- the sides of the anode are shielded by providing a pre-shaped covering consisting preferably of a well sintered dense A1.sub.2 O.sub.3, electromelted MgO or possibly refractory nitrides such as boron nitride.
- the sides of the ceramic anode can be completely or partly covered by forming a crust of solidified electrolyte material from the charge on the anode sides. The formation of the crust can, in those cases where it is necessary, be brought about by localized cooling.
With both of these methods, either separate or combined, it is also possible to achieve a uniform current density over the immersed unprotected anode surfaces.
In combination with the protection of the three phase boundary an improved uniform distribution of current in the anode body is obtained if a good electrical conductor is built into the anode. This conductor can be a metal preferably Ni, Cu, Co, Mo or molten silver or a non-metallic material such as carbides, nitrides or borides, which conducts at the operating temperature of the anode. Power leads and distributors can possibly be made of the same material and can be produced out of a single piece. The power distributor must not react with the ceramic material at the operating temperature e.g. at 1000
Various embodiments of the inconsumable electrodes in accordance with the invention and electrolytic cells fitted with these electrodes are presented schematically and shown in vertical sections in FIGS. 1 - 5 and 7 - 9 and in a horizontal section in FIG. 6.
The figures show:
FIG. 1. A ceramic oxide anode with sides completely shielded
FIG. 2 A ceramic oxide anode with sides partly shielded by solidified electrolytic material.
FIG. 3 An anode with bottom plate of ceramic oxide and having the side walls completely shielded with a crust.
FIG. 4 An anode with ceramic oxide body completely immersed in the electrolyte, and showing the shielded power supply lead.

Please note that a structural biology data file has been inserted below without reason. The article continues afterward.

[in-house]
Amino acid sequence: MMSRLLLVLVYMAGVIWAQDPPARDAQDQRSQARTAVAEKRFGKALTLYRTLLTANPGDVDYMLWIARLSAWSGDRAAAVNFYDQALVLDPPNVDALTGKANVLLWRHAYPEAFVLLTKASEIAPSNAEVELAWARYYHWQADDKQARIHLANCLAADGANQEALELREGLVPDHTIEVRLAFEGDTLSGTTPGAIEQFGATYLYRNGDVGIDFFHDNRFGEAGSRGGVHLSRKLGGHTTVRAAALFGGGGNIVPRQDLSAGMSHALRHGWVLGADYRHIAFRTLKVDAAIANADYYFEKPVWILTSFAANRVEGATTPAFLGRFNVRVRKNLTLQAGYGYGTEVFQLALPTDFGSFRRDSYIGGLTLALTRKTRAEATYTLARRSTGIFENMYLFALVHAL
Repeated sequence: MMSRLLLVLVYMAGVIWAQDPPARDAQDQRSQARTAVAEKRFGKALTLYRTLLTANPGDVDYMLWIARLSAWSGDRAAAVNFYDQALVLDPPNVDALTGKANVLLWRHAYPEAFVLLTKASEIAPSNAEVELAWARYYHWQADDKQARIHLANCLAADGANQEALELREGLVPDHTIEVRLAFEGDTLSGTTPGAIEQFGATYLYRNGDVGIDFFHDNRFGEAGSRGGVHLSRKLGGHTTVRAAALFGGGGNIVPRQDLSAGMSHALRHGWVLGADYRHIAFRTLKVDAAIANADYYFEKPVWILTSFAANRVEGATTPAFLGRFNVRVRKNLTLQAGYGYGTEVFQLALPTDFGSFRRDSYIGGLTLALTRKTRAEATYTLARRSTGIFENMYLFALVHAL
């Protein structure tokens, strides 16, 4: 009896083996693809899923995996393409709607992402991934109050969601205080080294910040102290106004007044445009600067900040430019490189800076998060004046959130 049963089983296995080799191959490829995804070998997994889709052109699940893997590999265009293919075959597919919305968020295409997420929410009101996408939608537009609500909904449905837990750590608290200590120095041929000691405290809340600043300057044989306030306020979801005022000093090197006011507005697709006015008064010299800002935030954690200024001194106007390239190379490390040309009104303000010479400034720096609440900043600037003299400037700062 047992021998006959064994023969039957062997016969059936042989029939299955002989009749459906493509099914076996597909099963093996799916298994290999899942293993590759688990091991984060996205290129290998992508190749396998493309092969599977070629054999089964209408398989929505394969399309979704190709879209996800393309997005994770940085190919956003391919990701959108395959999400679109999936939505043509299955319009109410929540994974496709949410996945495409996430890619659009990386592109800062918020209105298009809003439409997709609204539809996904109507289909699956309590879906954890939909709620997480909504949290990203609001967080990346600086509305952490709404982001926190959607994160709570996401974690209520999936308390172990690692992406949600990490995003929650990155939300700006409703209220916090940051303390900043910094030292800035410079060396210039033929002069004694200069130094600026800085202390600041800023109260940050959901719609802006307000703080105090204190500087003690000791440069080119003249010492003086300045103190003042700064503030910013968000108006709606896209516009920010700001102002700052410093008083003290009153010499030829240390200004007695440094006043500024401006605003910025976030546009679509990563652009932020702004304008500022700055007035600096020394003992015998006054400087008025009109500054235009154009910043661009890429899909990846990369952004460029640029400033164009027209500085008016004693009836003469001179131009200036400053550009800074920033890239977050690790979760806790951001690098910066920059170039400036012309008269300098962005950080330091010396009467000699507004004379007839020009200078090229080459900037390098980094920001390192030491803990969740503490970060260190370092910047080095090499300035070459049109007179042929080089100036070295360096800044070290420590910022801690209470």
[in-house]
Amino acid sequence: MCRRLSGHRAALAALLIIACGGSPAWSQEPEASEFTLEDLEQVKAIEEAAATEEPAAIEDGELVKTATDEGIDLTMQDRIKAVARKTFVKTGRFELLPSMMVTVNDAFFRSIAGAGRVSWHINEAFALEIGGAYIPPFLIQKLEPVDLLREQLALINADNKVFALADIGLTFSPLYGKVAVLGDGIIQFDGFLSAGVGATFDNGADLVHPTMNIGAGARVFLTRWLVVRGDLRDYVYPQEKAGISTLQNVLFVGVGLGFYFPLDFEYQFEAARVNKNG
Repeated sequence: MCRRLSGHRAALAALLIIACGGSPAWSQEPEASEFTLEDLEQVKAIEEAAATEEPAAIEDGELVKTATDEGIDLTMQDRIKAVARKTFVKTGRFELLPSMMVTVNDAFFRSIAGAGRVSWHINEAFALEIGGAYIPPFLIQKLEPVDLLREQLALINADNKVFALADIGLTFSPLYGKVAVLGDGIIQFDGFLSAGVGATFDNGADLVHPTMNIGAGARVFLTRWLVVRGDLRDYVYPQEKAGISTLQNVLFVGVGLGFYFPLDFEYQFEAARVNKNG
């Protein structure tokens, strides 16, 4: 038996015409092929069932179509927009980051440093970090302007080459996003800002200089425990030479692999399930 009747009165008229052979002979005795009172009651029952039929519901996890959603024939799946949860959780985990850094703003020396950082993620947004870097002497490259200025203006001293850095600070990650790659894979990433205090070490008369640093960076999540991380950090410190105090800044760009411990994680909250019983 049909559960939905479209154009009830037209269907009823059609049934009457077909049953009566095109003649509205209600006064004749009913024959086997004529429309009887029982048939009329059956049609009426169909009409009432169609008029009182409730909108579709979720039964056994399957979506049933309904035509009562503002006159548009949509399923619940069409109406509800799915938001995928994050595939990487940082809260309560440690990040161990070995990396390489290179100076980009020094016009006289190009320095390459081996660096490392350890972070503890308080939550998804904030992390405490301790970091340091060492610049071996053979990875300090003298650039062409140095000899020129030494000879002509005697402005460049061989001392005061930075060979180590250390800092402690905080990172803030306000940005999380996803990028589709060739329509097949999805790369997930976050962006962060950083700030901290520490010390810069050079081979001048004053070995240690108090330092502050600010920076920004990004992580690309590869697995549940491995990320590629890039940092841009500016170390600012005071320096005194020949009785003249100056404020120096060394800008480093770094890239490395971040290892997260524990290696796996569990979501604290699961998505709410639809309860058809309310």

FIG. 5 A horizontal plate-shaped anode with individual ceramic oxide anode blocks.
FIG. 6 A horizontal section VI -- VI of the embodiment shown in FIG. 5.
FIG. 7. An electrolytic cell with a horizontal anode.
FIG. 8 An electrolytic cell with several anodes.
FIG. 9 Electrolytic cell with multiple anodes and cathodes alternately arranged.
In all figures the part leading the power to the anode is indicated by the number 1. It is made of metal or another electron conductive material such as a carbide, nitride or boride. The protective layer 2 on the anode 3 is made of a poorly conducting material which is resistant to attack by the molten electrolyte. The ceramic oxide anode 3 consists, advantageously, of doped SnO.sub.2 and is at least partly in contact with the electrolyte 4.
In the embodiment shown in FIG. 1, the protective layer 2 on the cylindrically shaped anode 3 of ceramic oxide material, is a ring of electrically melted A1.sub.2 O.sub.3 or MgO which has been prefabricated and bonded, or sprayed onto the anode surface before immersing the anode in the melt. This protective ring completely covers the sidewalls of the ceramic anode 3 which is only partly immersed in the molten electrolyte 4. In this way a mainly uniform distribution of current is obtained on the exposed bottom face which is immersed in the molten electrolyte.
It is however not necessary that the protective ring covers the whole of the side wall area, it may also be less extensive but must protect that part in the three phase zone.
In FIG. 2 the protective ring 2 is formed by the solidification of electrolyte whereby this crust can form with sufficient thickness under favourable thermal conditions. This crust formation can, if necessary, be formed by passing a coolant through a channel 5 in the conductive lead 1. A built in current distributor 6 lowers the internal resistance of the anode and can help to attain as uniform as possible current distribution over the unprotected, immersed anode surface. The current distributor can as shown consist of a solid body down the centre of the anode. It can equally well be arranged in the region near the anode surface for example as a wire netting.